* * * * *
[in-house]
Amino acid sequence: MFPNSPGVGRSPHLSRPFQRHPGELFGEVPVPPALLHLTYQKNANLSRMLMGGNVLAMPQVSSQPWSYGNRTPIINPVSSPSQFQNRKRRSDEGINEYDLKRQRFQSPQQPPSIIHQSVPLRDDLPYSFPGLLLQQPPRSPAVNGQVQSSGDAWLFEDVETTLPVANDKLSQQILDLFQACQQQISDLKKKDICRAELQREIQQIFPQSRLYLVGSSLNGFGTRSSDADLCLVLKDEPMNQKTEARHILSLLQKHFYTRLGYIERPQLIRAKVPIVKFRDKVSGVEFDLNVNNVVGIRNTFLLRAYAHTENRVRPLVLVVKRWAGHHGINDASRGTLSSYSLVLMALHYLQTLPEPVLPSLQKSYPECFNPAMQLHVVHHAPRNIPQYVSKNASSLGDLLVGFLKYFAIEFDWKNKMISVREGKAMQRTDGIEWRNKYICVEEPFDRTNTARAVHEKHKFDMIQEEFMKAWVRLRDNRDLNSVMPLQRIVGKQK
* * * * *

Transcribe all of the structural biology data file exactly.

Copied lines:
[in-house]
Amino acid sequence: MFPNSPGVGRSPHLSRPFQRHPGELFGEVPVPPALLHLTYQKNANLSRMLMGGNVLAMPQVSSQPWSYGNRTPIINPVSSPSQFQNRKRRSDEGINEYDLKRQRFQSPQQPPSIIHQSVPLRDDLPYSFPGLLLQQPPRSPAVNGQVQSSGDAWLFEDVETTLPVANDKLSQQILDLFQACQQQISDLKKKDICRAELQREIQQIFPQSRLYLVGSSLNGFGTRSSDADLCLVLKDEPMNQKTEARHILSLLQKHFYTRLGYIERPQLIRAKVPIVKFRDKVSGVEFDLNVNNVVGIRNTFLLRAYAHTENRVRPLVLVVKRWAGHHGINDASRGTLSSYSLVLMALHYLQTLPEPVLPSLQKSYPECFNPAMQLHVVHHAPRNIPQYVSKNASSLGDLLVGFLKYFAIEFDWKNKMISVREGKAMQRTDGIEWRNKYICVEEPFDRTNTARAVHEKHKFDMIQEEFMKAWVRLRDNRDLNSVMPLQRIVGKQK